Do I Have to Report All My Stock Purchases & Sales if I Lost Money?

When you sell stocks, your broker issues IRS Form 1099-B that summarizes your annual transactions. While you do not have to report money you lost because you do not pay tax on it, agents at the IRS expect to see details about your stock sales on your return, because Form 1099-B does not show whether your sales were gains or losses. Failure to include transactions, even if they were losses, could raise concerns with the IRS.

Form 8949

You must fill out IRS Form 8949 to provide details about your stock sales. Include the original date of purchase, the sale date and the amount you gained or lost. Enter stocks you held for one year or less into the first section of the form, and enter stocks you held for more than one year into the second section of the form. Stocks held for more than one year incur a lower tax rate than stocks held for less than one year. Even if you lost money, you must divide the stocks according to how long you held them, because the IRS will treat those losses as either short-term or long-term.

Schedule D

You need to transfer your figures from Form 8949 to Schedule D. You should not list your losses separately from your gains. Simply place parentheses around losses to indicate that the figure is negative. Figures without parentheses count as gains. Total the column by adding in the positive figures and subtracting the negative figures. This resulting figure indicates your total loss or gain.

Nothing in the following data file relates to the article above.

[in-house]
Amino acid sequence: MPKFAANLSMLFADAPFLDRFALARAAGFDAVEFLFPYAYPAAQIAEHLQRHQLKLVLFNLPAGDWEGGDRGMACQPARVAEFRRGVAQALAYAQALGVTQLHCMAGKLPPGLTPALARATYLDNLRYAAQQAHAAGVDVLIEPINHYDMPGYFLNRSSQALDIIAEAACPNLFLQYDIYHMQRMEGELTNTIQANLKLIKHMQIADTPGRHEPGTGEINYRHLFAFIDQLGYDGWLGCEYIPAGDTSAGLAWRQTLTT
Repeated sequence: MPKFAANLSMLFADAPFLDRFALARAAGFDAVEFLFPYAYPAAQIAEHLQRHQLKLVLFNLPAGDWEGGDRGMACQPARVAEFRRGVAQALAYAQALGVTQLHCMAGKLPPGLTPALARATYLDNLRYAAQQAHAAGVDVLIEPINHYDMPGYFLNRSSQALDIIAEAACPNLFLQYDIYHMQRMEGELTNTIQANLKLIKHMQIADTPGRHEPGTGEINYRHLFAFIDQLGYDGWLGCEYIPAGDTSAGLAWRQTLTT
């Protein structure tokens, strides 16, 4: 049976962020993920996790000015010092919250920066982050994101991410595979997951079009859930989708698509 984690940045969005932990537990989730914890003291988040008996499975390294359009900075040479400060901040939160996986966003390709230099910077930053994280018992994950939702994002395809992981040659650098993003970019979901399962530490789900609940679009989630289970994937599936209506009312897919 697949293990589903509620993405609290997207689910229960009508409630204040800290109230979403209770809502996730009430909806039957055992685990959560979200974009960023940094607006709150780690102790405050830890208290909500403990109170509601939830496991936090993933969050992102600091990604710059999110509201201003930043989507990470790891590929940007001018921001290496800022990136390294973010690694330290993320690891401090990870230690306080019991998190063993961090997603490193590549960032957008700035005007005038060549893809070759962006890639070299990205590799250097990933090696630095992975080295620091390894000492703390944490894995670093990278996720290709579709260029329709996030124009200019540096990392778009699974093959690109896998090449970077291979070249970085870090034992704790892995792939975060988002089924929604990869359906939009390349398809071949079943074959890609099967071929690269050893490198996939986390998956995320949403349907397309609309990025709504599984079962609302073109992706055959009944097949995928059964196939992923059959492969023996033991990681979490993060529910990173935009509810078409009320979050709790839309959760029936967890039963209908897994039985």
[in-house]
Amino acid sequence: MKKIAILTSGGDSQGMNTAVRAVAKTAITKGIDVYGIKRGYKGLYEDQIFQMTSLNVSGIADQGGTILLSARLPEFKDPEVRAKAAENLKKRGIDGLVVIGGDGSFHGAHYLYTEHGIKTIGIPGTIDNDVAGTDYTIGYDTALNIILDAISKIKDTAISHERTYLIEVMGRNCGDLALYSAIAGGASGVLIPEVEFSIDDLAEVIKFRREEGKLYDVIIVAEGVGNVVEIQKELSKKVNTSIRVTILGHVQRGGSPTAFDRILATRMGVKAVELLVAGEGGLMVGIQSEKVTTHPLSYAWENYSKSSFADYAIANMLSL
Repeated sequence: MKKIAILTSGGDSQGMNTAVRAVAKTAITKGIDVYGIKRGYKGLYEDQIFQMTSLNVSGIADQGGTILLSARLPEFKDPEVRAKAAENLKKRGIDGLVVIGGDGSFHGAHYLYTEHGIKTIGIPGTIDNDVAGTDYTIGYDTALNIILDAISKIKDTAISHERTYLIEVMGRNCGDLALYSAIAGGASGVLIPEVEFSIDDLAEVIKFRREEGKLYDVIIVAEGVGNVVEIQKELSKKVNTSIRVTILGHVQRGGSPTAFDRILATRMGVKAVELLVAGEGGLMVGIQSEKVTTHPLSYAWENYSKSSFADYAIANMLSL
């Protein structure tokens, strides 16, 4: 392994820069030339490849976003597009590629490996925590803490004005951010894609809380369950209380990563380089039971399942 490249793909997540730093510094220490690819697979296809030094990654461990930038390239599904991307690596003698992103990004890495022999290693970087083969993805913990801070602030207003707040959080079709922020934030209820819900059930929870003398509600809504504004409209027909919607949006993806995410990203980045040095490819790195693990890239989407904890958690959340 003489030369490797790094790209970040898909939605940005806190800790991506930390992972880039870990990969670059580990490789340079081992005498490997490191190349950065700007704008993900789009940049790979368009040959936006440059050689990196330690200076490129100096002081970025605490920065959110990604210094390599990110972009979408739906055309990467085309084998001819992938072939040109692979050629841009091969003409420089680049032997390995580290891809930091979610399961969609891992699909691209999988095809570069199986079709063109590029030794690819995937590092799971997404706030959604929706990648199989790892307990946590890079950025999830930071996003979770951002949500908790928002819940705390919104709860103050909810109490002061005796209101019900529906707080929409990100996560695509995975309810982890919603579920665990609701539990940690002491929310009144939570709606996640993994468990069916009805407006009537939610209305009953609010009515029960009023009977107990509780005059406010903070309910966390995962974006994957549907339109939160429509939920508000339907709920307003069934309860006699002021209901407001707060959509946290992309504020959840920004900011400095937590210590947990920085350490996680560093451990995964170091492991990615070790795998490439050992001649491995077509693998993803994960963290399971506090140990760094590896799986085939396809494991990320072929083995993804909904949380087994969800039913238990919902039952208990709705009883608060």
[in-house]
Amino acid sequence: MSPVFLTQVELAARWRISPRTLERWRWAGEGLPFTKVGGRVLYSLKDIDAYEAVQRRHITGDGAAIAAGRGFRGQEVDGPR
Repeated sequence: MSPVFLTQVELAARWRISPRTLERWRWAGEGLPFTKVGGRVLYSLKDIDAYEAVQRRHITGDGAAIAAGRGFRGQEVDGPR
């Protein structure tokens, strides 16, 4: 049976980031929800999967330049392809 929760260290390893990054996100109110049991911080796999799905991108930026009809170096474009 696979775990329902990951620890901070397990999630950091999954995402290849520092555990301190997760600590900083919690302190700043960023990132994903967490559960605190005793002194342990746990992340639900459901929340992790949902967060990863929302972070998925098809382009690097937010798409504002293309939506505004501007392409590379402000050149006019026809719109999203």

Capital Loss Carryover

You can deduct up to $3,000 in losses off or your income for any given tax year (as of July 27, 2012). You can apply the remaining losses to coming years when you file your returns for those years. Losses retain their original short-term or long-term status when you carry them over to coming years, so you will save at the tax rate assigned to each type of loss. You can claim the losses each year until you have used up the total amount you originally lost.

Record Keeping

You need to know your cost basis. That is the price you originally paid for each stock. Brokers, banks and mutual funds seldom include your cost basis on statements. This means you have to carefully record the date of each purchase, so that when you sell it, you know if it qualifies as long-term or short-term. If you buy and sell many stocks, trying to reconstruct the purchase dates on all of them at the end of the year can be daunting. Note the purchase date in a spreadsheet or notebook. The Internal Revenue Service requires this information, and it is up to you to keep track of it.

Matching Amounts

You should check to make sure that the figures on your 1099-B, Form 8949 and Schedule D match. The IRS will perform this check, so you should too. This helps catch any math errors or inadvertent omissions so that your tax return won’t raise any red flags with the IRS.

Photo Credits

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About the Author

Kevin Johnston writes for Ameriprise Financial, the Rutgers University MBA Program and Evan Carmichael. He has written about business, marketing, finance, sales and investing for publications such as "The New York Daily News," "Business Age" and "Nation's Business." He is an instructional designer with credits for companies such as ADP, Standard and Poor's and Bank of America.

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